Heating your home with wood can be a great option…if it is done correctly. Before switching to or adding wood heat, here are some key questions you need to answer first.
Is heating with wood a lower cost heating option than my current energy source?
Several things will affect your heating cost: Fuel costs, appliance combustion efficiency and availability of wood fuel. In the publication, “Wood Heating Appliances for Homes and Businesses” (link under Essential Reading) on page 16 is a worksheet that can be used to determine the cost for a different energy source. Table 2 on page 11 contains some of the information needed for different types of fuel (energy contents, seasonal efficiencies). In general, natural gas is the least expensive energy source, followed by wood but it depends on the energy cost relative to other fuels. Using wood energy for heating will reduce costs by 30 to 50% compared to the cost of propane based on Jan 2015 costs.
Energy Efficiency First
Wood stoves, furnaces or boilers cost thousands of dollars to purchase and install. If you are concerned about high energy cost, you should have a home energy audit done FIRST to help identify potential savings. Things like adding attic insulation, replace weather stripping around windows and doors or replacing an inefficient furnace can reduce energy cost too and often with a faster payback than buying a wood stove. Energy Efficiency measures can also reduce the cost of a future wood burning appliance.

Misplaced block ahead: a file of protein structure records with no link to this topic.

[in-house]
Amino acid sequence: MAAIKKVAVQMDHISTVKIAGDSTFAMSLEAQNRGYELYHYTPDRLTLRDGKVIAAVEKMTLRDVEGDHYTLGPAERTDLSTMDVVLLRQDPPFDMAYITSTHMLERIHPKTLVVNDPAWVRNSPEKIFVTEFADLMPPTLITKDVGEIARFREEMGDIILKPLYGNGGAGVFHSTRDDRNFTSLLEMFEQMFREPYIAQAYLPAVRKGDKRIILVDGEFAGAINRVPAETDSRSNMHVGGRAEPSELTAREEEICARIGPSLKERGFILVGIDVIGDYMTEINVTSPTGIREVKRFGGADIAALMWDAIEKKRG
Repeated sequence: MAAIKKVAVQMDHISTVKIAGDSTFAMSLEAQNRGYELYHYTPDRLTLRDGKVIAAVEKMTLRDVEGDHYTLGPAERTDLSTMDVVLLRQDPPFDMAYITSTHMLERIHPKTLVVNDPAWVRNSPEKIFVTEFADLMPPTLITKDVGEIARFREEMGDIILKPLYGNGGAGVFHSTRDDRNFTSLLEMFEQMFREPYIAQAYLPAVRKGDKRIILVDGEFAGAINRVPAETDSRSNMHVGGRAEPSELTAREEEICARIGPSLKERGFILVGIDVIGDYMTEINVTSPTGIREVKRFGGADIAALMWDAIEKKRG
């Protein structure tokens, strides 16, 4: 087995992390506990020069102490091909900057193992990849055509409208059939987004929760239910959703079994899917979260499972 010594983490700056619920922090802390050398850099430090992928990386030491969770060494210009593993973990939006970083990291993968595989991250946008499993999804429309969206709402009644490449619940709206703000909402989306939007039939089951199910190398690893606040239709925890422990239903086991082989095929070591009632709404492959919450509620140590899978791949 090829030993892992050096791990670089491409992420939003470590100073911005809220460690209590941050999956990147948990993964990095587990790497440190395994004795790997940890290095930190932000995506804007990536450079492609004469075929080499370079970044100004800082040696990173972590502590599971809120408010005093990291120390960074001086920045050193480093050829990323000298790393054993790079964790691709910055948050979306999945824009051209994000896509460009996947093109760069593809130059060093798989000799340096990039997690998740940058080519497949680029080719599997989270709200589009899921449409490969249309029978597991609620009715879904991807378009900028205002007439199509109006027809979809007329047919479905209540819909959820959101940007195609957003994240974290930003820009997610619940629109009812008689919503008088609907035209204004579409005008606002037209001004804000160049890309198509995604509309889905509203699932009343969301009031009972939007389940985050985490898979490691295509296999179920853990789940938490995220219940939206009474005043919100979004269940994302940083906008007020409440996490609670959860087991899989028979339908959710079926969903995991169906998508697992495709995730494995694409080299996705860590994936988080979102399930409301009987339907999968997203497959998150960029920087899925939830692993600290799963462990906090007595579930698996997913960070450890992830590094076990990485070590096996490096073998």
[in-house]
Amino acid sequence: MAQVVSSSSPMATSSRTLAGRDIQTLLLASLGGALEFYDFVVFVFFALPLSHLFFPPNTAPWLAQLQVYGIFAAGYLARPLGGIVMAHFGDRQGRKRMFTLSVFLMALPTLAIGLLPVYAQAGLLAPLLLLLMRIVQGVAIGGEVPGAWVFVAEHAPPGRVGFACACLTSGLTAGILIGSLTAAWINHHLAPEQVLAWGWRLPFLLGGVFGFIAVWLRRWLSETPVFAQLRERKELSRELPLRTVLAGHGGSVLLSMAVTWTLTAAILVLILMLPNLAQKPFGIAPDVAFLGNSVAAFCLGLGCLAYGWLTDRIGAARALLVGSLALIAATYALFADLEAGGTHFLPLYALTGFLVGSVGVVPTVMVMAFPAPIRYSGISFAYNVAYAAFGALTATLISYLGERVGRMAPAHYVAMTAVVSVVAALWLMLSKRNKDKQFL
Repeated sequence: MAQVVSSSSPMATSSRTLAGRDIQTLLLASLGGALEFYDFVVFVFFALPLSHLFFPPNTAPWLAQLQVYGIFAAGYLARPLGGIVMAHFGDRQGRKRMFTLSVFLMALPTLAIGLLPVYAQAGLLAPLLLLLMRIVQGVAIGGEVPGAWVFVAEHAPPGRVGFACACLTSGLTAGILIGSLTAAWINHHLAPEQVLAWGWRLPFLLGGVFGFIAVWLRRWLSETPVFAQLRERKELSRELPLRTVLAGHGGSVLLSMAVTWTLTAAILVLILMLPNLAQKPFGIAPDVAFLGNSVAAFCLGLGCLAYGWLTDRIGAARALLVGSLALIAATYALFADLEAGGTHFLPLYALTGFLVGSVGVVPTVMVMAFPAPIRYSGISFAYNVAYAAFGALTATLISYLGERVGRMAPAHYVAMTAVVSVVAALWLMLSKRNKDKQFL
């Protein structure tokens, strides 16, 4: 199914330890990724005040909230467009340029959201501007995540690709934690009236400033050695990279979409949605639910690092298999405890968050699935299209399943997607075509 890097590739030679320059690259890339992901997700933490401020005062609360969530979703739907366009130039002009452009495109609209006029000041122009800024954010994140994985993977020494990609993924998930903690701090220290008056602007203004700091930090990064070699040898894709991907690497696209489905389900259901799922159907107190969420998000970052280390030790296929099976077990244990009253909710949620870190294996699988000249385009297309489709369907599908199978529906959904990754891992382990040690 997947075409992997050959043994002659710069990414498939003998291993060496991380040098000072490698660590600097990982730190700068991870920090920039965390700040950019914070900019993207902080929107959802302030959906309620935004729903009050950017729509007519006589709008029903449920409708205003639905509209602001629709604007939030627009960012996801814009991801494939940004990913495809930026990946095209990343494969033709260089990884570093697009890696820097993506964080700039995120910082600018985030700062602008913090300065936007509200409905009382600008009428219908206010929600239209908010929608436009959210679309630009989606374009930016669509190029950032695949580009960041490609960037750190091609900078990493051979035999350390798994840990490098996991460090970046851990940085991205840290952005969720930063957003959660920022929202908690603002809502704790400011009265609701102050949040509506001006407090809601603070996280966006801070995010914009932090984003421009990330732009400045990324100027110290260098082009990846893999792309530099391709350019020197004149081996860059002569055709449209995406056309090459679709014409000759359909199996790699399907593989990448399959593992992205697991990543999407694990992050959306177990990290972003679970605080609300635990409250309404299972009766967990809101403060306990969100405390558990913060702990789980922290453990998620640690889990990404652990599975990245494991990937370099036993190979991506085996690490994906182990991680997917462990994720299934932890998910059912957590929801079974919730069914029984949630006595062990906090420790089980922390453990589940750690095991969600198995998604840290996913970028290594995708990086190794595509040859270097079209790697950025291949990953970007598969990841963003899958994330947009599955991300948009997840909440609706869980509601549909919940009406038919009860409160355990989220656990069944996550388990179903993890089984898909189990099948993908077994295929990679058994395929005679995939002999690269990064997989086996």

Cord wood, wood pellets, wood chips … Which is best for my application?
If you have a wood lot and are capable of physical labor you can harvest your own cord wood, transport it, stack it, allow it to dry and then use it for heating. Some think cord wood is free but it requires equipment (chain saw, vehicle, wood splitter…) and time to harvest. The value you place on the wood to rationalize the cost should be what you could sell the wood for. Wood also requires labor when you want heat because someone has to be available to stoke the wood combustion appliance and remove ash. Stoves are available to heat a single room to a boiler or furnace that can heat a house and outbuildings.